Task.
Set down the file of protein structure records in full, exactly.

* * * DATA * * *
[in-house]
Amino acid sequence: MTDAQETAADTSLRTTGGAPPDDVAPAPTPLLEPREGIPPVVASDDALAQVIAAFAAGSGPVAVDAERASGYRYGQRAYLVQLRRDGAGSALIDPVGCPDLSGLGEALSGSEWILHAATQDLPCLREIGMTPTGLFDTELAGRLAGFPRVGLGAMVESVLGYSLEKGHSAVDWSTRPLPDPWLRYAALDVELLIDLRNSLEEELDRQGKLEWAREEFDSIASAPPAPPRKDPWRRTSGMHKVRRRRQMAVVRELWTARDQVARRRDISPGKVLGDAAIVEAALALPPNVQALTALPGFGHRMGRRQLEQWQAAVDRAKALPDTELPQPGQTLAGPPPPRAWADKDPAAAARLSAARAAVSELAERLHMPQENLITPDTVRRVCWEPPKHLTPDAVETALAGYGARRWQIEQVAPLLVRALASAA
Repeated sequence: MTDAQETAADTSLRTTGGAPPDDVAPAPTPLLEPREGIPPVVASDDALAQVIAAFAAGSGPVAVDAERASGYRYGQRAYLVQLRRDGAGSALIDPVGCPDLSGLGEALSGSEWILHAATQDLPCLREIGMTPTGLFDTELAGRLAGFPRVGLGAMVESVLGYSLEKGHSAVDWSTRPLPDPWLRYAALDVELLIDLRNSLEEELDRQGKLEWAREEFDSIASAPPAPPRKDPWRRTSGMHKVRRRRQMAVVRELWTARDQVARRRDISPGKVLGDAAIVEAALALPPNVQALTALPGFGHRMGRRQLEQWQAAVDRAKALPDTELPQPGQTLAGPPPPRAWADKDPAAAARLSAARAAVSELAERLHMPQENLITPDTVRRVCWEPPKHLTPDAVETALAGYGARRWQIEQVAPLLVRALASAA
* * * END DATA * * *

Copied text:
[in-house]
Amino acid sequence: MTDAQETAADTSLRTTGGAPPDDVAPAPTPLLEPREGIPPVVASDDALAQVIAAFAAGSGPVAVDAERASGYRYGQRAYLVQLRRDGAGSALIDPVGCPDLSGLGEALSGSEWILHAATQDLPCLREIGMTPTGLFDTELAGRLAGFPRVGLGAMVESVLGYSLEKGHSAVDWSTRPLPDPWLRYAALDVELLIDLRNSLEEELDRQGKLEWAREEFDSIASAPPAPPRKDPWRRTSGMHKVRRRRQMAVVRELWTARDQVARRRDISPGKVLGDAAIVEAALALPPNVQALTALPGFGHRMGRRQLEQWQAAVDRAKALPDTELPQPGQTLAGPPPPRAWADKDPAAAARLSAARAAVSELAERLHMPQENLITPDTVRRVCWEPPKHLTPDAVETALAGYGARRWQIEQVAPLLVRALASAA
Repeated sequence: MTDAQETAADTSLRTTGGAPPDDVAPAPTPLLEPREGIPPVVASDDALAQVIAAFAAGSGPVAVDAERASGYRYGQRAYLVQLRRDGAGSALIDPVGCPDLSGLGEALSGSEWILHAATQDLPCLREIGMTPTGLFDTELAGRLAGFPRVGLGAMVESVLGYSLEKGHSAVDWSTRPLPDPWLRYAALDVELLIDLRNSLEEELDRQGKLEWAREEFDSIASAPPAPPRKDPWRRTSGMHKVRRRRQMAVVRELWTARDQVARRRDISPGKVLGDAAIVEAALALPPNVQALTALPGFGHRMGRRQLEQWQAAVDRAKALPDTELPQPGQTLAGPPPPRAWADKDPAAAARLSAARAAVSELAERLHMPQENLITPDTVRRVCWEPPKHLTPDAVETALAGYGARRWQIEQVAPLLVRALASAA